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A December Faded

DC Martin

11 Mar, 2012 08:39 AM

A December Faded
by D.C. Martin

We must take hold and embrace the cold and bitter embers of the Decembers that we’ve made, for the January scars we wear will surely never fade.
-Nightmares and Daydreams

The FM knob had broken twice on the Zenith AM/FM Tune Master that sat next to the bed on a walnut colored nightstand. Among the pill bottles and various medications it towered in buzzing magnificence, reminding me of the monolith from 2001: A Space Odyssey. I picked up the radio and took a long and piercing look at the band selector knob. The superglue had not held; the knob looked as if it would crumble in my hand. I grabbed it between thumb and forefinger and gave it a turn. I was reminded of my favorite children’s cereal when I heard, Snap, Crackle, and then Pop. The knob disintegrated in my hand looking up at me in utter surrender.
This was now a Zenith AM Tune Master.
I rolled the dial right then left looking for an agreeable station, a Spanish-speaking talk radio show was on, an oldies station was just signing on, and Politics Today was squawking about something negative going on in the Middle East. I decided to scroll back a ways and see what was up next on “KOLD the oldies station that rocks the nation”. After a few brief commercials, I heard the DJ announce that the next hour would be filled with our favorite holiday numbers. I set the volume to its lowest yet still audible setting and sat staring at it for a minute.
Rockin around the Christmas tree by Brenda Lee was the first big hit of the morning.
I took a seat next to mom on the bed, careful not to disturb the IV that ran from the plastic drip bag supported above her on a metal pole and into her arm.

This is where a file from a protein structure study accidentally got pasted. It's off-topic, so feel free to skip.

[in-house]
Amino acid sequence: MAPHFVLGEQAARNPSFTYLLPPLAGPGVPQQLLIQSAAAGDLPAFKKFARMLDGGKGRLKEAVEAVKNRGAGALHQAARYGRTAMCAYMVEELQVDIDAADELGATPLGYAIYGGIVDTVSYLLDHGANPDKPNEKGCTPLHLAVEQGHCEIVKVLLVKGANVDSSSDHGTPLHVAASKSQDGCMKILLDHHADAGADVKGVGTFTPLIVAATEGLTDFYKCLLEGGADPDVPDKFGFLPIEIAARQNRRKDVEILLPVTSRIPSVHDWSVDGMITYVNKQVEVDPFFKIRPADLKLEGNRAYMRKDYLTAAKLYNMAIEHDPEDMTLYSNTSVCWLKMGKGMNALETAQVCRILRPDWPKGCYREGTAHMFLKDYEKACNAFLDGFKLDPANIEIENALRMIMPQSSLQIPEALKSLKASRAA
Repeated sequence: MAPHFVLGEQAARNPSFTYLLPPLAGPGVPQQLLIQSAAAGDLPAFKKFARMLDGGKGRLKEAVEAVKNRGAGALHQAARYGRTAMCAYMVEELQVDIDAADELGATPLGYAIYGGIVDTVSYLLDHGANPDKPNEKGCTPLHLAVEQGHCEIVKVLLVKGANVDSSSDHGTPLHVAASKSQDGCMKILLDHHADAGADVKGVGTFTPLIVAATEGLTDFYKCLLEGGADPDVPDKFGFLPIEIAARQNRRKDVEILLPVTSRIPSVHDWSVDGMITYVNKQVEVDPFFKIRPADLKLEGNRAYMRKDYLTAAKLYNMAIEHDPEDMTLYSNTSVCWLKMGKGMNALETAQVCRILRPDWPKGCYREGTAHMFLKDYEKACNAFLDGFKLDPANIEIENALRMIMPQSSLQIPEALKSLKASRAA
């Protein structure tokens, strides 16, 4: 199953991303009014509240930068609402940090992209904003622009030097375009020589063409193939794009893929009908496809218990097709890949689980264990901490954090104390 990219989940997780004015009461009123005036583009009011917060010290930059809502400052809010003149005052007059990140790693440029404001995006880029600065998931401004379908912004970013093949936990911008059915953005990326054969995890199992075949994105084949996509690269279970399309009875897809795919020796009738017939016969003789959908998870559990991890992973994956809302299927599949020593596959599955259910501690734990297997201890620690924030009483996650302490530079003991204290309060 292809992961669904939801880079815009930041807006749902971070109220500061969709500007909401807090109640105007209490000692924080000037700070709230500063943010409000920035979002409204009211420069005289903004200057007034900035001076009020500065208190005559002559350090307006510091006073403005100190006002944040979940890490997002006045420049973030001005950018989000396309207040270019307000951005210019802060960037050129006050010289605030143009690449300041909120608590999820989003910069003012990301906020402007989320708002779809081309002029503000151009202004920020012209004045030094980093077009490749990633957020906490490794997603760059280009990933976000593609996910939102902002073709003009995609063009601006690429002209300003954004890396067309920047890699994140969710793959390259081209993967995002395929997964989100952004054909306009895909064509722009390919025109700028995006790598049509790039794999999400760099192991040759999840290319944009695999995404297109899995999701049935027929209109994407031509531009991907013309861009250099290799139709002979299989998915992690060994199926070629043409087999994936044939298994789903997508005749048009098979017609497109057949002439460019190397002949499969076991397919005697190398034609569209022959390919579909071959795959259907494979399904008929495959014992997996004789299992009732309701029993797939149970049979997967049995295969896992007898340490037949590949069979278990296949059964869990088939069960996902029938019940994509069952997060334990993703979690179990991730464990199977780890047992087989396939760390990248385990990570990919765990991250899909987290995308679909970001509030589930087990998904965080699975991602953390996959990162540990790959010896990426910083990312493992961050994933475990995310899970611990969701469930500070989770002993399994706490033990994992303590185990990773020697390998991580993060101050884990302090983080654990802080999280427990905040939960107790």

She looked so thin, I wondered if that was due to the sub-par food that she was being given or to the cancer that ate away at her from the inside. She was asleep, eyes fluttering quickly beneath their lids, watching us run and play perhaps in a field that had long ago grown over with the weeds of time. My brother Jack and I had always kept mom busy, always getting into something or another. We were never bad in the classical sense, no crime spree or arson incidents. We did shave the neighbors cat once, without permission of course, we thought that a Siamese Longhair would look interesting shaved to resemble a lion. We had on two occasions been brought home by the local sheriff’s deputy for throwing rocks at the Anderson’s dog, an old vicious gray and black mutt that would never fail to try to eat our bicycle tires as we rode past him on the way to the local mini-mart after school. Several times, he managed to catch my tennis shoe in his slobbering mouth, once he even broke the skin. I had peddled as fast as I could to get back home, and you could hear me yelling a mile away as Mom sprayed Bactine into the wound. I think I must have passed out from the pain because the only thing I remember after that disinfecting and traumatic experience is Jack pulling on my arm as I lay on my bed and him yelling and yelling that I was going to miss the start of our favorite show Space Quest 3000.